Son of Rage and Love
By Thomas Raymond
A couple of weeks back when I reviewed the Hunger Games I got a little nasty on the subject of Young Adult fiction. I didn't (and still won't) say that I dislike the genre, but it bores me to tears more often than not. A few days later I got an email from Thomas Raymond, the author of the YA novel The Son of Rage and Love. Raymond agreed with me on many of my points about the formulaic nature of YA novels and assured me that his novel was different.
Turns out he was right. (Well, he would know... he wrote it, after all).
The Son of Rage and Love is about Daniel the 12 year-old son of an irresponsible C-list celebrity named Maya. Due to her career (and drinking problems), Daniel and his sister are being raised by their over-bearing grandmother. Daniel has been diagnosed as ADHD and takes medication to maintain his mood though the pills he takes cause all sorts of side effects such as hallucinations and paranoia. A steady diet of television, video games and structured time-wasting organized by his materialistic grandmother keeps Daniel out of trouble. Daniel's sister has spent years in therapy in order to prepare her for the career in acting she does not want. Needless to say, the sedated calm (or fog, as Daniel refers to it) that envelopes the household is a virtual prison for Daniel and his sister. That is, until a publicity gaffe forces Maya to adopt a precocious 13 year-old Haitian orphan named Jean-Maurice in order to rescue her ailing career. That's when the house of cars comes tumbling down.
The Son of Rage and Love is a breath of fresh air in the YA fiction genre for a few reasons. First and foremost, there are no wizards or vampires and it doesn't take place in a dystopian future. The protagonist does not possess a superpower and the ending is not a neither a neat little ball nor the launching point for a sequel. In fact, The Son of Rage and Love has more in common with Ken Kesey's celebrated novel One Flew Over the Cuckoo's Nest and anything published in the Young Adult genre over the past few years. That's a step in the right direction, if you ask me.
In the Grandmother, Raymond has created an antagonist for the ages. Part Nurse Ratched, part Joan Crawford a la Mommy Dearest, the Grandmother is so unlikeable that the reader would cheer for Voldemort himself to strike her down. I'm always on the lookout for strong, memorable characters and if this book had one it was Grandmother (though I must admit that I have strong affinities toward bad guys). Sometimes a novel needs an over-the-top antagonist to tie all the themes together in a nice little package. Daniel's grandmother is precisely that character.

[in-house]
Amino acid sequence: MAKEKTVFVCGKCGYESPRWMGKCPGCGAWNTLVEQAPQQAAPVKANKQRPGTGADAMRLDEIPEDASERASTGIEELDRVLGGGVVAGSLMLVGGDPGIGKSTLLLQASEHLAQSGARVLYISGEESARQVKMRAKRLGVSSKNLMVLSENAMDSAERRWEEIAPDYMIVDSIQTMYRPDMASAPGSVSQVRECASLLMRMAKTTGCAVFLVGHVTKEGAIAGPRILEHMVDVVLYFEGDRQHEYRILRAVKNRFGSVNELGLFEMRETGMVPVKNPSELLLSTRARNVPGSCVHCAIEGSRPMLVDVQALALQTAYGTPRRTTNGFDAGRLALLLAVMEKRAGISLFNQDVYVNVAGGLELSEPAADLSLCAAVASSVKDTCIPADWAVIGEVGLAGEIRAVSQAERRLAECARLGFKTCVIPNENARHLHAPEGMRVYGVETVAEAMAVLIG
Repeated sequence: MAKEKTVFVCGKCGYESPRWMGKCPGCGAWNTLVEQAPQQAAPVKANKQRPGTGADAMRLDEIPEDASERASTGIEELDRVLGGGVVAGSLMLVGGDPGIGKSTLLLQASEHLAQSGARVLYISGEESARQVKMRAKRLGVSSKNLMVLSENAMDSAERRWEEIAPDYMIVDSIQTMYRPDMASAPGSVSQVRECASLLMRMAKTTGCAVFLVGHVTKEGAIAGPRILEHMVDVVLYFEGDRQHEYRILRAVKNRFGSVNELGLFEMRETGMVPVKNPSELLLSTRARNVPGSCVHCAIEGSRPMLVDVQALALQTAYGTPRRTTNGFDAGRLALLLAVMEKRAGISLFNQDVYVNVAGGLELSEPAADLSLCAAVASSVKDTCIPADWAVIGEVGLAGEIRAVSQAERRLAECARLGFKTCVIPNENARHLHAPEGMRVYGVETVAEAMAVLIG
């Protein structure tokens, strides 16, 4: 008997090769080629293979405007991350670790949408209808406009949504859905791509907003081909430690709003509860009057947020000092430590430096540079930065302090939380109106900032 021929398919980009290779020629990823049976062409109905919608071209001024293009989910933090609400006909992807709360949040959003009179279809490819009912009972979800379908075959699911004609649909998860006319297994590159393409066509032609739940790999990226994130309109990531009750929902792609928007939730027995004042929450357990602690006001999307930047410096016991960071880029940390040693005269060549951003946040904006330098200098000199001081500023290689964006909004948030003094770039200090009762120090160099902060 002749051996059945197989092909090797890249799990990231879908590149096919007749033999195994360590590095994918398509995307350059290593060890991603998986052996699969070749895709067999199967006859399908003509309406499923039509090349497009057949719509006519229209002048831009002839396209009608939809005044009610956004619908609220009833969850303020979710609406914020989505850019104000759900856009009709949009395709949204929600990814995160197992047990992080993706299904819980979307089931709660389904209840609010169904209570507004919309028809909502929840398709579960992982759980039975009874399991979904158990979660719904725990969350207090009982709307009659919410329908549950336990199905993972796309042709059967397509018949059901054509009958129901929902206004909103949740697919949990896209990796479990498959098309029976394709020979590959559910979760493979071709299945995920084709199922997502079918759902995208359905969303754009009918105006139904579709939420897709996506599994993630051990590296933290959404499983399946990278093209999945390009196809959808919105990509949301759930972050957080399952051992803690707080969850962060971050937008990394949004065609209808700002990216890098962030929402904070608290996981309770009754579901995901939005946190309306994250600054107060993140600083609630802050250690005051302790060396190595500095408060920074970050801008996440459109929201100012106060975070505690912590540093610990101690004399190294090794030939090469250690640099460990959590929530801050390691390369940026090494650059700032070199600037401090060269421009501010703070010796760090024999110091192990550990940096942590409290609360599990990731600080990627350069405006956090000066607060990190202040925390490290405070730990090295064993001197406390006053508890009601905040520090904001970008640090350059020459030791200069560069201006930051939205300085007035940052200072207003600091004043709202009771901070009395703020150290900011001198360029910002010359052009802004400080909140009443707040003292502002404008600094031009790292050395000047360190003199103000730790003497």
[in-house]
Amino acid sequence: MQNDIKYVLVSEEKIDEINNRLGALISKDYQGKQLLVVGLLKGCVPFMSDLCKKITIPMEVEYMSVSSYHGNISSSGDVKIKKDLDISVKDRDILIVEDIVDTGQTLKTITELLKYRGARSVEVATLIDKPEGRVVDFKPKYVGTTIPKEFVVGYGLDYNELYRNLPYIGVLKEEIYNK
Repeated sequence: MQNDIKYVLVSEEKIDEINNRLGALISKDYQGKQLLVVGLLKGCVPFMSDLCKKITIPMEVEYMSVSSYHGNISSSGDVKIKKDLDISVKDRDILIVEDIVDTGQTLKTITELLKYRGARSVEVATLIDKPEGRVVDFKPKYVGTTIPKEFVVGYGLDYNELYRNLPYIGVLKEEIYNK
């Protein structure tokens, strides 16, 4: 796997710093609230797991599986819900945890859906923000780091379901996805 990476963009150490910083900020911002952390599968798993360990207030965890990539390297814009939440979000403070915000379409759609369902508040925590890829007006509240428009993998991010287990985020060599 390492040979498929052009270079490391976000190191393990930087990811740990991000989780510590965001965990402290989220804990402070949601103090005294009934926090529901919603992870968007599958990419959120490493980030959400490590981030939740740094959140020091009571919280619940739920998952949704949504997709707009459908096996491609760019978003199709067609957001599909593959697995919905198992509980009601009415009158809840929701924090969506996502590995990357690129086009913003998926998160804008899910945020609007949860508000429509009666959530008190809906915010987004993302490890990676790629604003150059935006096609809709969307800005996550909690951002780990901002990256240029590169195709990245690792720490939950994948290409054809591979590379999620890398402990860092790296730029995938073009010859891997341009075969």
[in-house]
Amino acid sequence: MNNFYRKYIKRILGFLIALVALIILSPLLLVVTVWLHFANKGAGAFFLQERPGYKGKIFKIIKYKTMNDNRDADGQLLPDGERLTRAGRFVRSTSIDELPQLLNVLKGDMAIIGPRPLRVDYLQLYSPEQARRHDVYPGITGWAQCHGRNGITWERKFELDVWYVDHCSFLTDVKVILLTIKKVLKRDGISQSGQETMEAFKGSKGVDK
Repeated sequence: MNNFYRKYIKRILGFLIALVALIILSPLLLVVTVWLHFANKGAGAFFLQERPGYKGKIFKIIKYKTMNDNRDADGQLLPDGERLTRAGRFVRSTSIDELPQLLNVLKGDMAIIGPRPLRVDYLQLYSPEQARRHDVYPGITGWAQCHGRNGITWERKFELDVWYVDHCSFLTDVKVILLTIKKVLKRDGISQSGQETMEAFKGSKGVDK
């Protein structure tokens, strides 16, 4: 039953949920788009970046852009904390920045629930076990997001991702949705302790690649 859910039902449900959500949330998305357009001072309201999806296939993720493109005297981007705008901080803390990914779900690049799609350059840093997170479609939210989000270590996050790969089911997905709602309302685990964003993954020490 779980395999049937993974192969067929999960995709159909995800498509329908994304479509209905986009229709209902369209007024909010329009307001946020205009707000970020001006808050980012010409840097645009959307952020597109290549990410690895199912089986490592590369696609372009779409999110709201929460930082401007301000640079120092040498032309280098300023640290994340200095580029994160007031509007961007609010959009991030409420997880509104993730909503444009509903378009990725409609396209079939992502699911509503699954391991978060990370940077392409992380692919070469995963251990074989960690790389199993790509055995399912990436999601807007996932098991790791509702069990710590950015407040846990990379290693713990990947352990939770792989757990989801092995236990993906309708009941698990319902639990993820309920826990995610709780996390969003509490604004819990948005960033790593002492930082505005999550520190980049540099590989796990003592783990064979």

But the real reason this book succeeds is the themes it addresses throughout, many of which affected me personally as many of them are precisely the reasons why I have decided to live overseas, away from North America. Raymond explores the issues of over-medication (and unnecessary medication) of children and adolescents, the slippery slope of child psychology, the perils of a sedentary lifestyle, the cult of celebrity, the pratfalls of the Nouveau rich, alcoholism, pornography, latent violence, loneliness and social isolation. By introducing a character from a third world nation Raymond makes the unique decision to magnify the problems in North America rather than focus on the problem of poverty in Haiti. Not that poverty in Haiti isn't a problem, but having Jean-Maurice juxtapose a life in poverty against the complex anxieties of modern living in America is a novel approach.
Without being heavy-handed, Raymond weaves these concepts into the narrative. There is no preaching. There is no editorializing. These problems just are, as they would be in Daniel's life. And since Daniel's existence is both limited and encompassed in a narcotic haze, one cannot expect him to have strong opinions about his life (or anyone else's for that matter). Daniel is smart enough to understand that these problems exist but like most normal 12 year-olds not named Harry Potter or Katniss, he feels (and ultimately is) powerless to do anything about them.
What I think this novel delivers is a dose of critical thinking to young readers. Raymond has forced his readers to look at their own lives and the lives of their friends and family. Are we over-medicating our youth? Are were over psycho-analyzing our youth? If so, for whose benefit? Our kids or ourselves? Do we focus too much on the cult of celebrity? Why do their personal lives matter so much to us? The list of questions Raymond attempts to raise is interesting and IO wonder whether this would be an interesting book to study with a class of 11 or 12 year old kids.
If I had one complaint about the novel is that Raymond is long on the set up and a bit short on the follow-through. At 159 pages, The Son of Rage and Love could have been a little longer if it meant a bit more focus on the climax. I felt that the novel ended just a bit too abruptly and would have liked a little more in terms of elaboration. Still, I appreciate that this novel attempts to deal with adolescent adventure in a more realistic fashion and often reality isn't the storybook ending we expect after hundreds of hours of television, movies and video games. So, it's all good.
Anyway, if you are a fan of YA fiction (or even if you aren't) check this one out. Even if you aren't it has enough elements of classic adult fiction to keep you going. As I mentioned before there was so much about this book that reminded me of One Flew Over The Cuckoo's Nest and if that isn't endorsement enough, I don't know what is.
One word review: Refreshing.